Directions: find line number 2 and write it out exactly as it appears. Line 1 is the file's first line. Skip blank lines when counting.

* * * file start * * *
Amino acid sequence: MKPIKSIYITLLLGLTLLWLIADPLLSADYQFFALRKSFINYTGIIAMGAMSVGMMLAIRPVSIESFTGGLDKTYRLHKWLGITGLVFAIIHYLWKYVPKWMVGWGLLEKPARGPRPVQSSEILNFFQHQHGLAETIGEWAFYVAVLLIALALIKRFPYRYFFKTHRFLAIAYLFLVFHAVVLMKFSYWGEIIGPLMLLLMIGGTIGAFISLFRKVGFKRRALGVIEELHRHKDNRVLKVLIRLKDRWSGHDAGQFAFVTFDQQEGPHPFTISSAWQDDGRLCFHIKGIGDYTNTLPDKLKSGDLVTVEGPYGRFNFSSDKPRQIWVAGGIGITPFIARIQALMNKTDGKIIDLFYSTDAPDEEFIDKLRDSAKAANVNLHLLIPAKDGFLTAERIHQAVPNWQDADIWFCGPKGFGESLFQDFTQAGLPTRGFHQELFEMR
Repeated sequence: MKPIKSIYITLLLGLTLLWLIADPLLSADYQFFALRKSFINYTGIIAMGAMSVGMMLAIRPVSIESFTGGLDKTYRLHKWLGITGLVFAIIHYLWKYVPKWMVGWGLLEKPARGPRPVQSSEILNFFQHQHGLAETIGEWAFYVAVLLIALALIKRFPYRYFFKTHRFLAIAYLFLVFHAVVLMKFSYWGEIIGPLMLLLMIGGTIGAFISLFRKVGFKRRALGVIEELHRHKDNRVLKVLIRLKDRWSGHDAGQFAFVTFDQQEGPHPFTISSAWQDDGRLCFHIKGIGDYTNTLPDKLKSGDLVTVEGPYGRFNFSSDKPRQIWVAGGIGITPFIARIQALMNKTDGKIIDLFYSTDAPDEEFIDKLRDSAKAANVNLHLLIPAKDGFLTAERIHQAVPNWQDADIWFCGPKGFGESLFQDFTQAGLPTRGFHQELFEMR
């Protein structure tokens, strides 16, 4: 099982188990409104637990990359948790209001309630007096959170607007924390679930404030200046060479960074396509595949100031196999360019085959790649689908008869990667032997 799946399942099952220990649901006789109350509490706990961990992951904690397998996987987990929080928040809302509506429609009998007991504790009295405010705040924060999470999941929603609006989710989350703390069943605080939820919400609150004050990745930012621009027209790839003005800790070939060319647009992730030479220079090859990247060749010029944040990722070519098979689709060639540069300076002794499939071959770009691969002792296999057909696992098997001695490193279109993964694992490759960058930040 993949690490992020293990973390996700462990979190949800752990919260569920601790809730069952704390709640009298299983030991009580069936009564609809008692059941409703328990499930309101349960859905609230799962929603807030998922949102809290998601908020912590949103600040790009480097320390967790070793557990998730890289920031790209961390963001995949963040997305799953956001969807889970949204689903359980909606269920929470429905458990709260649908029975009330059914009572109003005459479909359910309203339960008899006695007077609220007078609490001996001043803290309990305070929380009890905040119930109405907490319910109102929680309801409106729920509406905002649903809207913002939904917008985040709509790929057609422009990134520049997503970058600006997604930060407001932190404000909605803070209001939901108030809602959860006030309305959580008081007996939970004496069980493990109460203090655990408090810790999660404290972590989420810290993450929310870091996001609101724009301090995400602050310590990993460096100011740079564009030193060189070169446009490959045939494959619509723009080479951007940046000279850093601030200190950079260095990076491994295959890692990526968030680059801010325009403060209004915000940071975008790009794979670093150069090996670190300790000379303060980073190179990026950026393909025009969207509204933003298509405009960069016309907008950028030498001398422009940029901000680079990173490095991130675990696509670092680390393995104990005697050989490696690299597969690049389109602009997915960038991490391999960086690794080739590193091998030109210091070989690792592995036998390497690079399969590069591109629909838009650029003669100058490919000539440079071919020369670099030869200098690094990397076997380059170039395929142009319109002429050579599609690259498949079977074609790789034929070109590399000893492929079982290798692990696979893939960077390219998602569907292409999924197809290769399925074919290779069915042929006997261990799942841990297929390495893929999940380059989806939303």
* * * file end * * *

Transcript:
Repeated sequence: MKPIKSIYITLLLGLTLLWLIADPLLSADYQFFALRKSFINYTGIIAMGAMSVGMMLAIRPVSIESFTGGLDKTYRLHKWLGITGLVFAIIHYLWKYVPKWMVGWGLLEKPARGPRPVQSSEILNFFQHQHGLAETIGEWAFYVAVLLIALALIKRFPYRYFFKTHRFLAIAYLFLVFHAVVLMKFSYWGEIIGPLMLLLMIGGTIGAFISLFRKVGFKRRALGVIEELHRHKDNRVLKVLIRLKDRWSGHDAGQFAFVTFDQQEGPHPFTISSAWQDDGRLCFHIKGIGDYTNTLPDKLKSGDLVTVEGPYGRFNFSSDKPRQIWVAGGIGITPFIARIQALMNKTDGKIIDLFYSTDAPDEEFIDKLRDSAKAANVNLHLLIPAKDGFLTAERIHQAVPNWQDADIWFCGPKGFGESLFQDFTQAGLPTRGFHQELFEMR